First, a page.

icono, Dec 25, 2005
  12. bavis

    icono Guest

    True, but they taste terrible. Maybe a little spam would help.
    icono, Dec 25, 2005
  13. bavis

    dnss Guest

    Well BORKED, I stated Factual and not B.S.
    I only read the info at Ontracks website (#1 in the DR world) re the
    previous post, they do not state they can remove the platters and recover

    I suggest you read the information at only this one factual link:


    BTW if so many of you can obtain data directly from platters of a hdd, why
    are you not making a fortune in the DR business?

    My offer stands, I will send you one platter from a current hdd (say a 40 or
    80 GB), return the complete data and we can be at the forefront of the
    dnss, Dec 25, 2005
  14. bavis

    TwistyCreek Guest

    Did I say lazy and ignorant? I meant WILLFULLY lazy and ignorant.

    Every one of those links had references to clean rooms and data recovery,
    and you KNOW that, but you're just too damned immature and ignorant to
    bother with them.

    You're pathetic.
    Weasel dance noted. What does recovering wiped data have to do with
    recovering data from drives with mechanical failures that require the
    platters to be read outside the drive?

    Nothing. It's not even an amusing attempt to wriggle your way around your
    Idiot. Did I say *I* could? I just gave you a quick random selection from
    the thousands of references that proves it possible.

    Someone else offered to take you up on your stupid challenge, why haven't
    you jumped all over it? You one of them cowards who just talks a good game
    from behind your keyboard?
    We? Who do you suppose would be stupid enough to partner up with a moron
    like YOU?
    TwistyCreek, Dec 26, 2005
  15. bavis

    Jeff Guest

    why not just bury it in the ground?
    Jeff, Dec 26, 2005
  16. It's Christmas, so I'm going to be nice..

    For those of us older types, "big" HDDs came as the platters mounted on a
    spindle, which could then be slotted into a rather expensive drive unit.
    This allowed you to (e.g.) swap the OS when performing processing above your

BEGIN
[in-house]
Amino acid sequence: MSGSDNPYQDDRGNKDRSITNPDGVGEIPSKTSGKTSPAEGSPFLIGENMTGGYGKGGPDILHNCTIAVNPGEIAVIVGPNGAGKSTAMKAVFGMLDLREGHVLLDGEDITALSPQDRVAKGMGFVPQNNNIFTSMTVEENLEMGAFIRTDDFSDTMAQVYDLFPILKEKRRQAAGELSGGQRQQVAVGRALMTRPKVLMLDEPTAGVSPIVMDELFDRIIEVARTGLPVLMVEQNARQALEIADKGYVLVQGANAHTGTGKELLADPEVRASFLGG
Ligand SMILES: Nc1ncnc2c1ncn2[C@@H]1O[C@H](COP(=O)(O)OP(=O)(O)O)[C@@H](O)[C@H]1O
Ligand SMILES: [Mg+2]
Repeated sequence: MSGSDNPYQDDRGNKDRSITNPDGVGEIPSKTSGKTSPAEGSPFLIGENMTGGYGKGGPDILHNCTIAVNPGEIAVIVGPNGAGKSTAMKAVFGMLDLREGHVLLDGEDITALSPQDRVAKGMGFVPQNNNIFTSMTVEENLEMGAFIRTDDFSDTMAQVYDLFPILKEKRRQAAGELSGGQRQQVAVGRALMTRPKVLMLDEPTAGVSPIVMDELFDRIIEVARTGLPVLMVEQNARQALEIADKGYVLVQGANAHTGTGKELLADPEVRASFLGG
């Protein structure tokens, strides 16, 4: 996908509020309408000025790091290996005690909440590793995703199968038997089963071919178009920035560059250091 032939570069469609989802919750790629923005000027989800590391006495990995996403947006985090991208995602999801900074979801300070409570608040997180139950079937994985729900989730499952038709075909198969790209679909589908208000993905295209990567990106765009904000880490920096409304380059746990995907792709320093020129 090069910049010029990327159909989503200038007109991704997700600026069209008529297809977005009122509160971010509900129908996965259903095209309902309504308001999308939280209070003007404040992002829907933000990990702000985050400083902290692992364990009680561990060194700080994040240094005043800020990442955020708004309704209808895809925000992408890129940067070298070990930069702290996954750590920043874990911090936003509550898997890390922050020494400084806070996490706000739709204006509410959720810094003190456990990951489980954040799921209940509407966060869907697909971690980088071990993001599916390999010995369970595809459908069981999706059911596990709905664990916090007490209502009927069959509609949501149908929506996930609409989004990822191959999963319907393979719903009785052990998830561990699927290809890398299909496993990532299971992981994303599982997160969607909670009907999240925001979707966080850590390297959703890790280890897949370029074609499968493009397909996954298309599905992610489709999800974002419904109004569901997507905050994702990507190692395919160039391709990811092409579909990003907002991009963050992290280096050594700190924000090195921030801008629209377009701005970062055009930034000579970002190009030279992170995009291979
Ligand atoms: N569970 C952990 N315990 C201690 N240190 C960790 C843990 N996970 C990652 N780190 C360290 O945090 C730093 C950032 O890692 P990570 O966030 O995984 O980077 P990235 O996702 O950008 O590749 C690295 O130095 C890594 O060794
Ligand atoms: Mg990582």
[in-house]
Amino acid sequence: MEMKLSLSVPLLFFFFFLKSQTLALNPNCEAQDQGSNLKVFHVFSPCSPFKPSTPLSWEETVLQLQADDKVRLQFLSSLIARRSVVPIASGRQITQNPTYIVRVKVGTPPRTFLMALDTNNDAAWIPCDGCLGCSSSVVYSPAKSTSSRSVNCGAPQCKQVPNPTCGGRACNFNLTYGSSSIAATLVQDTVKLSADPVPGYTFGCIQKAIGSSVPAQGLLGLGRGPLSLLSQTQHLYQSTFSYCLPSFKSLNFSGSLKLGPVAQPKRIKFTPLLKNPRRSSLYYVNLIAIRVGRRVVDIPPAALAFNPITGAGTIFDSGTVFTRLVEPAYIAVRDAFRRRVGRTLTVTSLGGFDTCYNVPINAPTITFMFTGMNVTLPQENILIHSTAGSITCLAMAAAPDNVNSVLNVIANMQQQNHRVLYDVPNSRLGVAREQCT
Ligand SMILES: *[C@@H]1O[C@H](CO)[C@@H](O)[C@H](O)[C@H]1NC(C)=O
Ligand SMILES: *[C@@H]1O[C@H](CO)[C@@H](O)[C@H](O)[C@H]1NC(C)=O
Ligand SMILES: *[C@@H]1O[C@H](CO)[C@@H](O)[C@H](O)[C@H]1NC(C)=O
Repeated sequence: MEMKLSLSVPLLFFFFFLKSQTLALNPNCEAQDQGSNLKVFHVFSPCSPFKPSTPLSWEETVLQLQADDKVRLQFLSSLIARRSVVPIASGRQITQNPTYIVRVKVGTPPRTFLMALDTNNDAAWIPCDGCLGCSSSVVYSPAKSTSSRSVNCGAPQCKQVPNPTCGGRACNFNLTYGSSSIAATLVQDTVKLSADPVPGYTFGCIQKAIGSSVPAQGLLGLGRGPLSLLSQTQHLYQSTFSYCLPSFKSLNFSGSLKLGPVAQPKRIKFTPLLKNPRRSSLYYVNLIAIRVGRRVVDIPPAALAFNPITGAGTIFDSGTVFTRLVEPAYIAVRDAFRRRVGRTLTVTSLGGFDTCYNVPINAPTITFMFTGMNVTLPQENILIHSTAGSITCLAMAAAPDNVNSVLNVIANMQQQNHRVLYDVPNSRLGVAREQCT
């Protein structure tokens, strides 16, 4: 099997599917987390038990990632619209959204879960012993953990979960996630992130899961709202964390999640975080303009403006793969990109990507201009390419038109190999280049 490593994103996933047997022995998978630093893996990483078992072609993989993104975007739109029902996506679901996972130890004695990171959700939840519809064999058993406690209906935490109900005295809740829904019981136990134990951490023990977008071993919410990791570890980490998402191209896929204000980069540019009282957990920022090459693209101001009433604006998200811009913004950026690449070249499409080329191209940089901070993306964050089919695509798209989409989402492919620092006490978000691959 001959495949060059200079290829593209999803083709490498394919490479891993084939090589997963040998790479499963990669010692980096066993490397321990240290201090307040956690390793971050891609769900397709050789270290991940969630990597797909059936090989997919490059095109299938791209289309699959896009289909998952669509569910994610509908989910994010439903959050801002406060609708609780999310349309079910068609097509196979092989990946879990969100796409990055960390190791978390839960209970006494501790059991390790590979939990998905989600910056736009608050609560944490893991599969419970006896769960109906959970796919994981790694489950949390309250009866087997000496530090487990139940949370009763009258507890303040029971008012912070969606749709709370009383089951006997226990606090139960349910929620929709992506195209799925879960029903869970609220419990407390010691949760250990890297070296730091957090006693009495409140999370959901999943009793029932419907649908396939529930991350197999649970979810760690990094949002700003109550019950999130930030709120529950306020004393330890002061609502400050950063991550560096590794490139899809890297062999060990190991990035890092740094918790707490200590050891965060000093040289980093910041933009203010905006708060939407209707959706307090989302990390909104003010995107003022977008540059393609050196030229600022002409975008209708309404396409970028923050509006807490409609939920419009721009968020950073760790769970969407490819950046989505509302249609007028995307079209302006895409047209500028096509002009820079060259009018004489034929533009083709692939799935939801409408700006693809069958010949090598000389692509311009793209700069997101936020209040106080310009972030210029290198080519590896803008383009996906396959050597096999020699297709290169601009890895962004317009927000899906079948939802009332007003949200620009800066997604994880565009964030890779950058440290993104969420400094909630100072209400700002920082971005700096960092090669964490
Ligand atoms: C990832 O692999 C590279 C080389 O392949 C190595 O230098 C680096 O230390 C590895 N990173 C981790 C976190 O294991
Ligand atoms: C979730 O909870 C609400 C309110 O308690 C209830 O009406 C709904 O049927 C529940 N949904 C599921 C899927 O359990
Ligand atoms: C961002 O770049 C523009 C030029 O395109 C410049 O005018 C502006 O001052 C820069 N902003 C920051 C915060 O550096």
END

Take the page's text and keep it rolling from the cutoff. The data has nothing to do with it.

actual storage ability (the data to be processed was dropped to tape). The
    downside was, of course, that you couldn't use the upper and lower surfaces,
    as they were too vulnerable to damage.

    Hence the DEC RA-60 (IIRC, "R" for removable, "A" for the bus architecture,
    "6" for 6 layers used for storage, and "0" for "original version") and FA-80
    (Fixed, A-bus, 8 layers on a similarly-sized platter). This was a *long*
    time ago, so anyone please feel to chip in and correct any mis-rememberings.

    I've used similar technology on DG Nova and Eclipse-line machines, and in
    the mainframe world (although the latter not programming). It's one reason
    why you still hear oldies refer to "spindles" instead of "drives".

    Once a year, we'd get someone in who would ostensibly verify that all the
    removable disk packs on site were OK for another year. They usually wreaked
    three, on average. Consummate professionals that we were, we used to run a
    sweepstake ;o)


    Hairy One Kenobi

    Disclaimer: the opinions expressed in this opinion do not necessarily
    reflect the opinions of the highly-opinionated person expressing the opinion
    in the first place. So there!
    Hairy One Kenobi, Dec 26, 2005
  17. bavis

    Jim Watt Guest

    a) its not secure
    b) environmental issues
    Jim Watt, Dec 26, 2005
  18. bavis

    Jeff Guest

    Jeff, Dec 26, 2005
  19. bavis

    dnss Guest

    Wrong again, ontrack does not have this capability unless it was developed
    in the last 6 months.
    Try harder with some facts.
    dnss, Dec 26, 2005
  20. You lack the intelligence to educate yourself before posting to Usenet, so
    why would we assume you're competent enough to remove, pack, and ship a
    perfectly good platter without destroying it. If you were even a fraction
    as bright as you'd have to be to accomplish the job, we wouldn't be having
    this conversation in the first place.

    Merry Christmas. :)
    Fritz Wuehler, Dec 26, 2005